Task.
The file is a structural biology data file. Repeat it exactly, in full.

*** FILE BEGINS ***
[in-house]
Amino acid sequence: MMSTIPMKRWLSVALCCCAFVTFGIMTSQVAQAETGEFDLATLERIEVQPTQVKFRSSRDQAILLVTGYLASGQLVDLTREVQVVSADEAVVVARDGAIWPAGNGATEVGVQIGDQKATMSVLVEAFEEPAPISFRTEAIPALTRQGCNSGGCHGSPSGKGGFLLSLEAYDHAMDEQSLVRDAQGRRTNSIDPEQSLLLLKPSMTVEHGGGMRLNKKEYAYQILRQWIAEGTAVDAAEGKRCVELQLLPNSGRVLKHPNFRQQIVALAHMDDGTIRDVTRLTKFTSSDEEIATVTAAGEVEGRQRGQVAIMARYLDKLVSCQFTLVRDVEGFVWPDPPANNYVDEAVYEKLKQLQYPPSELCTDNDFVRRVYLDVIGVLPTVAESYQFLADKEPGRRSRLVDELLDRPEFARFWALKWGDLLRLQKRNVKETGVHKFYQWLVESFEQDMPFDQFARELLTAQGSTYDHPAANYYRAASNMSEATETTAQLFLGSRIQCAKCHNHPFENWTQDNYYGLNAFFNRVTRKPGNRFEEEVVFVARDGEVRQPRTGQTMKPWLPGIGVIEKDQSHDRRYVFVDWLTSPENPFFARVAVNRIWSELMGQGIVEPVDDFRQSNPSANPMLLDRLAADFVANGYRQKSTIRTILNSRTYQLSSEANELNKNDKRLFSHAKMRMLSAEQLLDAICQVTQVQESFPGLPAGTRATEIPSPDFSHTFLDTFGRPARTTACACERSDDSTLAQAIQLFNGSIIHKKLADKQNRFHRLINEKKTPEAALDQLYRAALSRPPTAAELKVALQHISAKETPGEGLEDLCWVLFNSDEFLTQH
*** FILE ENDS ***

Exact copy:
[in-house]
Amino acid sequence: MMSTIPMKRWLSVALCCCAFVTFGIMTSQVAQAETGEFDLATLERIEVQPTQVKFRSSRDQAILLVTGYLASGQLVDLTREVQVVSADEAVVVARDGAIWPAGNGATEVGVQIGDQKATMSVLVEAFEEPAPISFRTEAIPALTRQGCNSGGCHGSPSGKGGFLLSLEAYDHAMDEQSLVRDAQGRRTNSIDPEQSLLLLKPSMTVEHGGGMRLNKKEYAYQILRQWIAEGTAVDAAEGKRCVELQLLPNSGRVLKHPNFRQQIVALAHMDDGTIRDVTRLTKFTSSDEEIATVTAAGEVEGRQRGQVAIMARYLDKLVSCQFTLVRDVEGFVWPDPPANNYVDEAVYEKLKQLQYPPSELCTDNDFVRRVYLDVIGVLPTVAESYQFLADKEPGRRSRLVDELLDRPEFARFWALKWGDLLRLQKRNVKETGVHKFYQWLVESFEQDMPFDQFARELLTAQGSTYDHPAANYYRAASNMSEATETTAQLFLGSRIQCAKCHNHPFENWTQDNYYGLNAFFNRVTRKPGNRFEEEVVFVARDGEVRQPRTGQTMKPWLPGIGVIEKDQSHDRRYVFVDWLTSPENPFFARVAVNRIWSELMGQGIVEPVDDFRQSNPSANPMLLDRLAADFVANGYRQKSTIRTILNSRTYQLSSEANELNKNDKRLFSHAKMRMLSAEQLLDAICQVTQVQESFPGLPAGTRATEIPSPDFSHTFLDTFGRPARTTACACERSDDSTLAQAIQLFNGSIIHKKLADKQNRFHRLINEKKTPEAALDQLYRAALSRPPTAAELKVALQHISAKETPGEGLEDLCWVLFNSDEFLTQH